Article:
“At that time,” begins today’s Gospel reading from the final chapter of the fourth and final Gospel, “Jesus revealed himself again to his disciples … .” The Greek root word (phanerós) is a complex one, meaning to reveal, manifest, shine forth, make apparent and show. It was not just a matter of Jesus saying, “Hey, guys, it’s me!” Rather, the Master who had spent three years living with the disciples and teaching them daily about the kingdom was revealing to them his identity as the Resurrected Lord, the One who had conquered death by death.
“He revealed himself in this way,” writes St. John. In what way, exactly? We might expect a dramatic story involving thunder, lightning and dazzling displays of supernatural power. Instead, Jesus came to the disciples at the place where he had first called many of them, the Sea of Tiberias in Galilee (see Mt 4:18-23). In the aftermath of the arrest and crucifixion of Jesus, the disciples had tried to return to normality. “I am going fishing,” said Simon Peter, and the rest joined him, “but that night they caught nothing.” Not only did they apparently have nothing to show for their three years with Jesus, they had nothing to show for their efforts simply to catch some fish!
At dawn, at the start of a new day, the Light of the world stood on the shore, waiting for them. John bookends this section by writing, first, that “the disciples did not realize that it was Jesus” (Jn 21:4) and then, after they had caught fish by following his directive, “they realized it was the Lord” (Jn 21:12). The word used here (eido) is also rich with meaning, referring to understanding in a transforming way.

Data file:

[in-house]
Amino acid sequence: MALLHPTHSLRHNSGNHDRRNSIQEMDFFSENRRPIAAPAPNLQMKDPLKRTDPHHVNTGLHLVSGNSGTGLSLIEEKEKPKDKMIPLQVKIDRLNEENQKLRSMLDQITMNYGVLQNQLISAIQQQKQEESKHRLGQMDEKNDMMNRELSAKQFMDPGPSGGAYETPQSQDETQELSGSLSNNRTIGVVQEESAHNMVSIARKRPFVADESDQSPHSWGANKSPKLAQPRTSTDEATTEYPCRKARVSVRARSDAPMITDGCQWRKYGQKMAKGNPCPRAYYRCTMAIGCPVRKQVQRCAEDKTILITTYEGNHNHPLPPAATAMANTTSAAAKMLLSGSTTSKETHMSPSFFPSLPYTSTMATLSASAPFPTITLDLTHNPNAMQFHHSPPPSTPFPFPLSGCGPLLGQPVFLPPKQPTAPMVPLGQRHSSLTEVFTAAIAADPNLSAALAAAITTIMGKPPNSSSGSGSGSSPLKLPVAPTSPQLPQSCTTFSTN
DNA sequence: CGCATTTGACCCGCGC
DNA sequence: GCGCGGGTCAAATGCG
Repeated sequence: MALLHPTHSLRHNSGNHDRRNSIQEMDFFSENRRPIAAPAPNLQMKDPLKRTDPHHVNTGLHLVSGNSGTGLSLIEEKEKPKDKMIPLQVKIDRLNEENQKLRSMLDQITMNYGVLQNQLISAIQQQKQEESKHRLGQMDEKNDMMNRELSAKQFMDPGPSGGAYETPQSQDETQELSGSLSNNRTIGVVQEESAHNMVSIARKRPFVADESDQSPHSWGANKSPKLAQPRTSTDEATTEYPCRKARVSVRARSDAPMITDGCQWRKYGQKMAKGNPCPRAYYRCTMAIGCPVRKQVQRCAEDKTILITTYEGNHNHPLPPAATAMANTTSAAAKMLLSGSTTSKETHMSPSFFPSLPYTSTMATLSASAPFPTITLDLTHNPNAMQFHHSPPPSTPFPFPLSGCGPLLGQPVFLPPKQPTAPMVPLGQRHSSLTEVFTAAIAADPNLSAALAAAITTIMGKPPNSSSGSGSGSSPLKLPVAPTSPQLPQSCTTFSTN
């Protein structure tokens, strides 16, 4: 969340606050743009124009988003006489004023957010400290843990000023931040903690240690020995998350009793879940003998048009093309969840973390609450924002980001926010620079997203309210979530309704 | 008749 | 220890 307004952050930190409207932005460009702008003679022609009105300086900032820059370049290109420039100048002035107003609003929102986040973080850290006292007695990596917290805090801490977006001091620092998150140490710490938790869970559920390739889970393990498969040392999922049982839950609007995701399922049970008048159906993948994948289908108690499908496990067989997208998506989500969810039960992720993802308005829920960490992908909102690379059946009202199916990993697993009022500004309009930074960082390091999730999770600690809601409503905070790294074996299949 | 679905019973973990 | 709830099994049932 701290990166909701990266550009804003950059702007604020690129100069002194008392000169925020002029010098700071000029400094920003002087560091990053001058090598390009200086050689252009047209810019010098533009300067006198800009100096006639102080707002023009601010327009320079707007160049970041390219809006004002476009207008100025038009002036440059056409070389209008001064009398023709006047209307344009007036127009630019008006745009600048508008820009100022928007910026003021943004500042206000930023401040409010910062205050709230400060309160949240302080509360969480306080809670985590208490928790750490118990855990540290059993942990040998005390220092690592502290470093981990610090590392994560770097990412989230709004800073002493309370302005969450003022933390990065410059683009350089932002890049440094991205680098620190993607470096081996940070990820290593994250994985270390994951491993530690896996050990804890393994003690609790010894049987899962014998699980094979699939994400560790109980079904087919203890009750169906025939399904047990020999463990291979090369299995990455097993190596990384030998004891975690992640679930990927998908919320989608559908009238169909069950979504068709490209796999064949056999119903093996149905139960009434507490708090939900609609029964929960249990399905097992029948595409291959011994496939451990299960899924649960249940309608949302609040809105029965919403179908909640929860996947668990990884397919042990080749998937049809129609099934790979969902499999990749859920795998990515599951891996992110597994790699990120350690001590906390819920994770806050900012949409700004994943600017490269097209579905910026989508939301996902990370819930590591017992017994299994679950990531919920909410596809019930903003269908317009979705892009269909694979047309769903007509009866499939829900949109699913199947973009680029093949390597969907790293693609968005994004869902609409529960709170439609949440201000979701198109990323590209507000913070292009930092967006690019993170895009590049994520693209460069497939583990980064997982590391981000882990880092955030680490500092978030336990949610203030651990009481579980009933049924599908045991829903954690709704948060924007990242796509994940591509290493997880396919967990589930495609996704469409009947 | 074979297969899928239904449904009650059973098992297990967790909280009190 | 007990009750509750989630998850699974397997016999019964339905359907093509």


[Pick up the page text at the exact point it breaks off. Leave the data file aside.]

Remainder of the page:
Pope Francis, in his first general audience, said, “God did not wait for us to go to him, but he moved towards us, without calculation, without measures. This is how God is: He is always the first, he moves towards us.” This is an essential truth: God initiates the life of grace, for he became man and thus became grace personified. He comes to the disciples when they are empty-handed. He comes to the shore when we are in the boat with empty nets, wondering, “What am I doing?”
A beautiful aspect of today’s Gospel is the love evident between John, the beloved disciple, and Peter, the head apostle. It was John who said to Peter, “It is the Lord.” John was not interested in showing off his knowledge, but wished to give it to the entire Church, and he did so by acknowledging the primacy given to the first pope. Then Peter, having been offered this gift by John, took action and jumped into the water to meet Jesus. He led the way, despite his faults and his failings; he was called to serve by leading.
And that, of course, is the point of Jesus’ questions to Peter. Sitting at a charcoal fire — the same sort of fire that had witnessed Peter’s denial (Jn 18:18) — the Good Shepherd asked Peter a key question three times: “Do you love me?” When Peter responded, “Yes, Lord, you know that I love you,” Jesus directed the head apostle to feed and tend his sheep. It was a reiteration and affirmation of the authority Jesus gave to Peter in granting him the keys of the kingdom (Mt 16:16-20). Later, when giving witness before the Sandhedrin, Peter and the apostles were told again to stop teaching “in that name.” Peter replied, “We must obey God rather than men.” Why? Because of fear? No, because of love — a love revealed by the One who is perfect love.
Carl E. Olson is the editor of Catholic World Report.